Most Indian analysts agree that the February Delhi elections were a political earthquake, but nobody knows for sure which directions the aftershocks will travel or their intensity. With 17 million residents, the capital is India’s most-populated urban centre but it still accounts for only 1.5% of the country’s population. AAP itself has said it does not have the resources or manpower to spread throughout the country straight away. It wants to participate in popular movements in other states while hoping to provide an example of good governance in Delhi over the next few years. But its influence seems to have already reached the neighbouring state of Haryana where a farmers’ movement against forcible land acquisition is beginning to take shape. AAP remains culturally a North Indian party and will find it harder to spread beyond the cultural barriers towards the south or the east other than in cosmopolitan urban pockets like Bangalore. Its more immediate influence has rather been to act as a catalyst for the non-BJP political parties and people’s movements to recover their courage.
Manoj Kureel, NitiCentral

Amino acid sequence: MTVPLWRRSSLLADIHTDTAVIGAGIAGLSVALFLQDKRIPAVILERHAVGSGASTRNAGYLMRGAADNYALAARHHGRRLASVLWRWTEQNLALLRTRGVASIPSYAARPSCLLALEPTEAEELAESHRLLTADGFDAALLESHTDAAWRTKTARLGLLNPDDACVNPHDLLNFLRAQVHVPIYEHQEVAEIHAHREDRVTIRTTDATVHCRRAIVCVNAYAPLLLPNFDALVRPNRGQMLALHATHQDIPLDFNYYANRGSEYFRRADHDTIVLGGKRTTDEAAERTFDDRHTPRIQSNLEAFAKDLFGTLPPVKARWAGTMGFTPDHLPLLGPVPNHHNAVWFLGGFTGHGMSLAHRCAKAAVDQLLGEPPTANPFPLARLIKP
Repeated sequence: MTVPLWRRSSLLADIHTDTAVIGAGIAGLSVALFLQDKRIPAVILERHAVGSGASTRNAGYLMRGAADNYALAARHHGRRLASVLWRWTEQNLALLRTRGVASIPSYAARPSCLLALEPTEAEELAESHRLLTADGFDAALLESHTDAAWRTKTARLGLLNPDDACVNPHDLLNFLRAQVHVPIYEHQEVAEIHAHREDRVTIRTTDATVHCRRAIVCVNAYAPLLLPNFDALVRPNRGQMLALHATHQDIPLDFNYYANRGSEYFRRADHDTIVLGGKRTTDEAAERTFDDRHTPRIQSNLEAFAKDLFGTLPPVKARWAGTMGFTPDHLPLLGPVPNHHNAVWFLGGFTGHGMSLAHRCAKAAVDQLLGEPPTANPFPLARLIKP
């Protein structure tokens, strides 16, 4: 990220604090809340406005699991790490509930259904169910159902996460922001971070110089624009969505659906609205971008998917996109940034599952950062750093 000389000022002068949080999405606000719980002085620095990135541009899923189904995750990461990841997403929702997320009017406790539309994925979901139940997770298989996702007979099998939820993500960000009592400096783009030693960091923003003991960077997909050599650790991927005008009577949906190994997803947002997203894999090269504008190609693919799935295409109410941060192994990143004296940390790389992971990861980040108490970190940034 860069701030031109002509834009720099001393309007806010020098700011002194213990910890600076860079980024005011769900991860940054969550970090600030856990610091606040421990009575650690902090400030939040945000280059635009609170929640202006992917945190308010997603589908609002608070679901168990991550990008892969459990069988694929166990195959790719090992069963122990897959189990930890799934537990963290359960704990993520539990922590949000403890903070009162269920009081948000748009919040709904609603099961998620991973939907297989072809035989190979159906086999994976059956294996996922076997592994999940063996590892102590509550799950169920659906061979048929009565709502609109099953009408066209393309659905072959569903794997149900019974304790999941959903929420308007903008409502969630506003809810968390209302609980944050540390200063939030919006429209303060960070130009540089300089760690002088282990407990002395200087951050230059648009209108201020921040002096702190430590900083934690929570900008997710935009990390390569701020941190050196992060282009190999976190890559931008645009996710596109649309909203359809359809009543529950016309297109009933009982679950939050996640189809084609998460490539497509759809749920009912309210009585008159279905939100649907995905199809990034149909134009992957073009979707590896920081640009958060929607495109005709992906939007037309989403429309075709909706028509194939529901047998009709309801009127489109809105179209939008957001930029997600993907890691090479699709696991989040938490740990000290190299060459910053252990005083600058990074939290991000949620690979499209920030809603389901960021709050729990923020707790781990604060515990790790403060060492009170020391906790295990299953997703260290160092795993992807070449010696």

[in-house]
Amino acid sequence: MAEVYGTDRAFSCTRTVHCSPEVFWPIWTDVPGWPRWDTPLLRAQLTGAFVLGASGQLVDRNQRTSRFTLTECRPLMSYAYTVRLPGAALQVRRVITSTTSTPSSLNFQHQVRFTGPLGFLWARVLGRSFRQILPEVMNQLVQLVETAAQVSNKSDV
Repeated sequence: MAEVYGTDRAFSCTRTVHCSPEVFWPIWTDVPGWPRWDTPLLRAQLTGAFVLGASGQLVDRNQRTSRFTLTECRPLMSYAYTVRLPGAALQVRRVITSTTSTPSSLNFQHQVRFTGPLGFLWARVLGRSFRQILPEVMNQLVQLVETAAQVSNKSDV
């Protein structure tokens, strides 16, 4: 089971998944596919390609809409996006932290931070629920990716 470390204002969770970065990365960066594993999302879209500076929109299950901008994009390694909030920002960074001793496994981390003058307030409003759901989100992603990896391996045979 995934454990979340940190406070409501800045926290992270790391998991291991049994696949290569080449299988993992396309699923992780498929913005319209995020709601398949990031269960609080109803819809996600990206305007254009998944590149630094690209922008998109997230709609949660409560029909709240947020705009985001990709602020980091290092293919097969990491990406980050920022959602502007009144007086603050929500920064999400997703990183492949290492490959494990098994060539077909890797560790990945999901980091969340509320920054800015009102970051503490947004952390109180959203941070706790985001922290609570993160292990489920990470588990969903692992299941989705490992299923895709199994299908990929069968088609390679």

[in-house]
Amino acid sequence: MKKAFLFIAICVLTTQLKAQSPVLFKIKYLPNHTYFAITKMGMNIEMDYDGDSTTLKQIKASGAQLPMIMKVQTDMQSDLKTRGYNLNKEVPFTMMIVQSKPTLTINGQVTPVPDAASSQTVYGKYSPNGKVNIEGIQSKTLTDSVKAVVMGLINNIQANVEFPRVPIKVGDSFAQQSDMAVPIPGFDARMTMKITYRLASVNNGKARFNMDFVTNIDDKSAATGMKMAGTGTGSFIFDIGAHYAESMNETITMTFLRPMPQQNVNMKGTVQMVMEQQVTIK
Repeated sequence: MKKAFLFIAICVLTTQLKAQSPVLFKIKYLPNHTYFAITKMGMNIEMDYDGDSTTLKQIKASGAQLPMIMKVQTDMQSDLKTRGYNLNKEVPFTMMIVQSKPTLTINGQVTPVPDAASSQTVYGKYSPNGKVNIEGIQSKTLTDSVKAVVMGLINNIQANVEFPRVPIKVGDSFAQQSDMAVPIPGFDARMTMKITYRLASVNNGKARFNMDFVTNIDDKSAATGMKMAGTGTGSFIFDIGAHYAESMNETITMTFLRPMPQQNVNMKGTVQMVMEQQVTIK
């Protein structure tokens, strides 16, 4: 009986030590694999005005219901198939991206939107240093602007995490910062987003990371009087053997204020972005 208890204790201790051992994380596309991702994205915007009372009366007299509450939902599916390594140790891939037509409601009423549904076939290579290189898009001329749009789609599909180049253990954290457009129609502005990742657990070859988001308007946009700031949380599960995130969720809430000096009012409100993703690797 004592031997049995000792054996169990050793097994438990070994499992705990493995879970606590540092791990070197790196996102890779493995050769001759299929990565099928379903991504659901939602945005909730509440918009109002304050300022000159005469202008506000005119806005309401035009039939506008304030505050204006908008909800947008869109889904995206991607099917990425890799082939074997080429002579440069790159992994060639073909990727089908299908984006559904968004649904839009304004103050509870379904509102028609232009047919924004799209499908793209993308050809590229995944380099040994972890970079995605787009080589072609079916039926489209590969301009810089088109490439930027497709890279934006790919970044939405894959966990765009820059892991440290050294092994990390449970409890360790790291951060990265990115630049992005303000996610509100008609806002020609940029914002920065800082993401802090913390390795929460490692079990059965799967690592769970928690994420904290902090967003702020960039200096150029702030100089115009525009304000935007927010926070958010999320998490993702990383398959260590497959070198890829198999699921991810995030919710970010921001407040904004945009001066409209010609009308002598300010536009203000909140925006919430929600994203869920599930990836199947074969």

AAP’s most lasting influence could be the one that is hardest to measure. Traditional Left-wing parties in India have been (reduced) cut-and-paste Russian and Chinese models while the mainstream parties copied the Anglo-Saxon version and, in the BJP’s case, the pre-World War ІІ German and Italian formations. Kejriwal has fashioned an original and very mixed Indian model that draws on Gandhian, Socialist, religious and nationalist traditions to create an ideology and a party that questions big capital and redefines the state’s role in working for the poor majority without questioning capitalism. In many ways, it appears to be an Oriental cousin of the Syriza/Podemos family. This is the ideological contour in which India’s radical forces will find themselves wherever AAP gains strength and perhaps even where it does not. The big unknown is that if and when Modi finally manages to bring the state, the intelligence agencies, the judicial system and the media under his absolute control in the next few years, will he decide to uproot AAP using state violence and RSS muscle power? Will the horizontal, open and heterogeneous model that enabled AAP to lead a multi-class rebellion against Modi survive this coming storm? And, even at that stage if AAP crumbles as an organised party, will its ideological legacy come back at some point to overcome the Modi model of creating strategic hamlets of coercive Hinduism for the masses while throwing open the gates of plunder for robber baron capitalism?